Say I have some second-order statistic $m(x)$ where $x$ is a data vector of length $n$. Let's also assume that the limiting distribution of $x$ is gaussian-ish, but generally unknown, so that the assumptions that enable one to derive the usual error analysis expressions do not hold. In this case, if I want to get an estimate in the uncertainty in the measure of $m$, I will have to simulate it, using a bootstrap or something. So, I generate 1,000 unique realizations of $x$, $x_i$ (1 $\leq$ $i$ $\leq$ 1000), and use the distribution of all $m(x_i)$ to get an idea of the error in $m$
Now, since $m$ is second-order, it is preferable to draw without replacement when generating the 1,000 resamples of $x$. This is all fine, and the bootstrapping routines I've implemented work well. Here is my problem:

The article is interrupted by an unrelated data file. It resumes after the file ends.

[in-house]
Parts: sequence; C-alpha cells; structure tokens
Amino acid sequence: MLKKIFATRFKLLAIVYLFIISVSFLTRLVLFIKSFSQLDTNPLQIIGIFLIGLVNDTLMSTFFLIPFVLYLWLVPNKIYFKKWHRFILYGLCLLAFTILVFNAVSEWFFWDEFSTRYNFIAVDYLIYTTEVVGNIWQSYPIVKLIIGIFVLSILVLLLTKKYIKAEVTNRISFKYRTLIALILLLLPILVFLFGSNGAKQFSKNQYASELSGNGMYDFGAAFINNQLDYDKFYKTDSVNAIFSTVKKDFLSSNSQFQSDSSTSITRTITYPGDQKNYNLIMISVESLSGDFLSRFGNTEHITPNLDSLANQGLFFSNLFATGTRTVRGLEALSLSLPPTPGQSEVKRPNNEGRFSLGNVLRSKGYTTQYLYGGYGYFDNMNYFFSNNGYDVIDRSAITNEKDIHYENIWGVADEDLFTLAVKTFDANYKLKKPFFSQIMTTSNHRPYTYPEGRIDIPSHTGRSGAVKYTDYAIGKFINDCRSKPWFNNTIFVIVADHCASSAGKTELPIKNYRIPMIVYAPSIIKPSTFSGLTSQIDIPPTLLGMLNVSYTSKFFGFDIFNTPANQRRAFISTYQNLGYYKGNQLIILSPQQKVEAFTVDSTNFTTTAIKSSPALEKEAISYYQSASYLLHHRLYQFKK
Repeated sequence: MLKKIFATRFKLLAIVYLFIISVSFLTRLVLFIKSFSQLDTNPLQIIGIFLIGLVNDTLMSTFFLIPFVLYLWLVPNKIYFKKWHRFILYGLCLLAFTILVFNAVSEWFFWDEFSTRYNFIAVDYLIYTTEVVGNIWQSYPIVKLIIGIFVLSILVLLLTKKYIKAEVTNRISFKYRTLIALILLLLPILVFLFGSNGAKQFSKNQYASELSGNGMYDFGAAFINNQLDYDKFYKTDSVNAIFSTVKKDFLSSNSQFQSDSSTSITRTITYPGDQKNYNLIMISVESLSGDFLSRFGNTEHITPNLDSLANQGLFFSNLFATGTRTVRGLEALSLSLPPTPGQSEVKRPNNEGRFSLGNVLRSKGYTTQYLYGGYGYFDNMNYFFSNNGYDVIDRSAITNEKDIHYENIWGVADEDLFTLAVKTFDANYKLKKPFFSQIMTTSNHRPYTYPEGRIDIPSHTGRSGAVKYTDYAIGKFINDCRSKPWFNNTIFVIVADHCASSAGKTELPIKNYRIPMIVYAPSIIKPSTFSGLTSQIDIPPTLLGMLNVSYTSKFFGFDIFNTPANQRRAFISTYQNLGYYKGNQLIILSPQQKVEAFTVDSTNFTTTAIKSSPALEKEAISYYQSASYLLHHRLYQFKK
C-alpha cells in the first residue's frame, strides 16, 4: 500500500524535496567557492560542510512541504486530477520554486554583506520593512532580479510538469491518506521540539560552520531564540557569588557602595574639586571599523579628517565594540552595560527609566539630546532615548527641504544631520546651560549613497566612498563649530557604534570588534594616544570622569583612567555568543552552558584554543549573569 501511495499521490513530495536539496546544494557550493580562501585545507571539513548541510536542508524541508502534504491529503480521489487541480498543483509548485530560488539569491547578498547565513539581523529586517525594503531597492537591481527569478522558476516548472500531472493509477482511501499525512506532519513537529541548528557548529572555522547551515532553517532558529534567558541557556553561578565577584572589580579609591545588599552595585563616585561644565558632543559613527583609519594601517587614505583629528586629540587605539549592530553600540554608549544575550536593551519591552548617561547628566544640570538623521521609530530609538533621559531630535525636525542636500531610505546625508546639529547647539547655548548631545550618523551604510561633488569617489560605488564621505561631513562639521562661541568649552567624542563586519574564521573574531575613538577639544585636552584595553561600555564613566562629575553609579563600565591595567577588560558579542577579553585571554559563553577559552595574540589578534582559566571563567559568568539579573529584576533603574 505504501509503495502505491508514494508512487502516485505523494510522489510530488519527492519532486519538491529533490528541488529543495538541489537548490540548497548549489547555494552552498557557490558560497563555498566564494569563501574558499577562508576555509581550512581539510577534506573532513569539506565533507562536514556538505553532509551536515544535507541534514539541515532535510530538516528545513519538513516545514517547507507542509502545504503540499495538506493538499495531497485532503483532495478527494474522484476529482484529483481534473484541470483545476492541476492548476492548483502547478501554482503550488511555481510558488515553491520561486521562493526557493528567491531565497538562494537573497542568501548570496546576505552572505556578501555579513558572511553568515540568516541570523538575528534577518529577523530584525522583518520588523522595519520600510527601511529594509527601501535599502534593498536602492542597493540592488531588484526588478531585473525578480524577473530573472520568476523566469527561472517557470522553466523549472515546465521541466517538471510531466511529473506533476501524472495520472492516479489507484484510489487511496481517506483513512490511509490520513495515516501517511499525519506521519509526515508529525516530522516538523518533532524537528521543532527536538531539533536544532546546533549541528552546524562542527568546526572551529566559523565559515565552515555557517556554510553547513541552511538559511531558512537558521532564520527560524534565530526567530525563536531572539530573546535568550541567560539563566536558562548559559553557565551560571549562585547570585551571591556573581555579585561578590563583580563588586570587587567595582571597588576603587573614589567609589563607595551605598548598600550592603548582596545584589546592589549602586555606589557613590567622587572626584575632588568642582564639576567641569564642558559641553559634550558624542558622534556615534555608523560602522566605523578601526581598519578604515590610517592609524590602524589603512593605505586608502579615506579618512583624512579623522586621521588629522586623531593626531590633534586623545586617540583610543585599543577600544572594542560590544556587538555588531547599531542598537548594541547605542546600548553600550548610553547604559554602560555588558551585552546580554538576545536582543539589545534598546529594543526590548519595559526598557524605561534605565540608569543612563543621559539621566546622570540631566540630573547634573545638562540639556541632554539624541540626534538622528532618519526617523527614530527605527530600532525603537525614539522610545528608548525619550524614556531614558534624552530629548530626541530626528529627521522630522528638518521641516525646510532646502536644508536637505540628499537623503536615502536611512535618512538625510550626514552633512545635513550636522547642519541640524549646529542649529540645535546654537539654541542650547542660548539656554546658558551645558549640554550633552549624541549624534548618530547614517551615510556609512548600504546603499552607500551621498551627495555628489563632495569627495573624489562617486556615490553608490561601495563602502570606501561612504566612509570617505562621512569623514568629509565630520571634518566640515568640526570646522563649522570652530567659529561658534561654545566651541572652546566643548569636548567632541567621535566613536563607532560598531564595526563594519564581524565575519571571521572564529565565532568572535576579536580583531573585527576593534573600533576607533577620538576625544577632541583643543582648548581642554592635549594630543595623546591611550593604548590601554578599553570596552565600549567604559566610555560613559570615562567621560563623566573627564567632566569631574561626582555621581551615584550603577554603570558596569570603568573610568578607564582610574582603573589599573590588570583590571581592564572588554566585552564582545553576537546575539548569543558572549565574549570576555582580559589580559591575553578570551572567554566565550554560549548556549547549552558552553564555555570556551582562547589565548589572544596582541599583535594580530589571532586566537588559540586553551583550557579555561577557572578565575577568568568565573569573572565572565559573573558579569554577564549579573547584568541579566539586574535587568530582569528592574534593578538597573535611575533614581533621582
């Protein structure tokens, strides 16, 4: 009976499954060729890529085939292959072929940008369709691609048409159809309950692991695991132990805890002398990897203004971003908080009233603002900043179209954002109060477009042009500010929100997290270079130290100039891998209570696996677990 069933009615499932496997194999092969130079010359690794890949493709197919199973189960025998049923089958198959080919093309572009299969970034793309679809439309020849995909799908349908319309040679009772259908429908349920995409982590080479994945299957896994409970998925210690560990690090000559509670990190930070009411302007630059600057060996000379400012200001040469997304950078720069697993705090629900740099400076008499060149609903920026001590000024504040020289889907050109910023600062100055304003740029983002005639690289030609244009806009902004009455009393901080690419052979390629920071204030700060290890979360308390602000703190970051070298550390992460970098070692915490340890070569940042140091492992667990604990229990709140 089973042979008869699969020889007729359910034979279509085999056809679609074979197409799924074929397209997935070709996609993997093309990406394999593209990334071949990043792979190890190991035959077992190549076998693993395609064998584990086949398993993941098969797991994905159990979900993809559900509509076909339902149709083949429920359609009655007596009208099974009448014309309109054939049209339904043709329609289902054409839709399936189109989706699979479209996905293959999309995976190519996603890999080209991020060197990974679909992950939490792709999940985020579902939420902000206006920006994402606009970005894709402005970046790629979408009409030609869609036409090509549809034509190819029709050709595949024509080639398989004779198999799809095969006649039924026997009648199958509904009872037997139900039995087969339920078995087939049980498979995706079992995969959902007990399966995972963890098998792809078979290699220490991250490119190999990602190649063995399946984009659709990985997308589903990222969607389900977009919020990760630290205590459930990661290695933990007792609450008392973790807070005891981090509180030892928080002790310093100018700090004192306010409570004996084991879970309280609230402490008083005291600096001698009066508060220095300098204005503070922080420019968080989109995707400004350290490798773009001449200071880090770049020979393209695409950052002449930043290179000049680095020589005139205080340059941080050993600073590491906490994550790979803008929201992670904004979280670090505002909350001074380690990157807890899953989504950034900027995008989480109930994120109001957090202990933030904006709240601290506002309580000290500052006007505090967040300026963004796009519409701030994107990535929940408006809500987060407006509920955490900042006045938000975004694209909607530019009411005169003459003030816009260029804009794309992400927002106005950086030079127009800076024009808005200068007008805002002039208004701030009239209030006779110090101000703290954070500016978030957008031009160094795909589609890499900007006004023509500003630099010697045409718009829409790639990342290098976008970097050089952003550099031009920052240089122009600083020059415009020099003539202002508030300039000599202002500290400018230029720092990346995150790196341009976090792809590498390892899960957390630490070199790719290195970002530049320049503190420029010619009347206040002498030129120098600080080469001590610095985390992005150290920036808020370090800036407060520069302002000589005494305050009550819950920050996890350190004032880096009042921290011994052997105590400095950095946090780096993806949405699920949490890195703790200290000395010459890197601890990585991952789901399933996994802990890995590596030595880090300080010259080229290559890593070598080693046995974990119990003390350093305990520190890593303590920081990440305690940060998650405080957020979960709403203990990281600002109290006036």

- I have to choose a size of the resample
- If I choose that size to be $n$, then all $x_i$ will be identical since I'm sampling without replacement
- So, the resample size must obviously be smaller than the size of $x$
Problem is, if I choose the size of each $x_i$ to be high, say $0.9n$, then my error is going to be very small. If I choose the size to be small, $0.1n$, then the error can blow up. So, I can effectively make the error in $m$ whatever I'd like, which obviously isn't right...
What do I do at this point, while maintaining integrity?!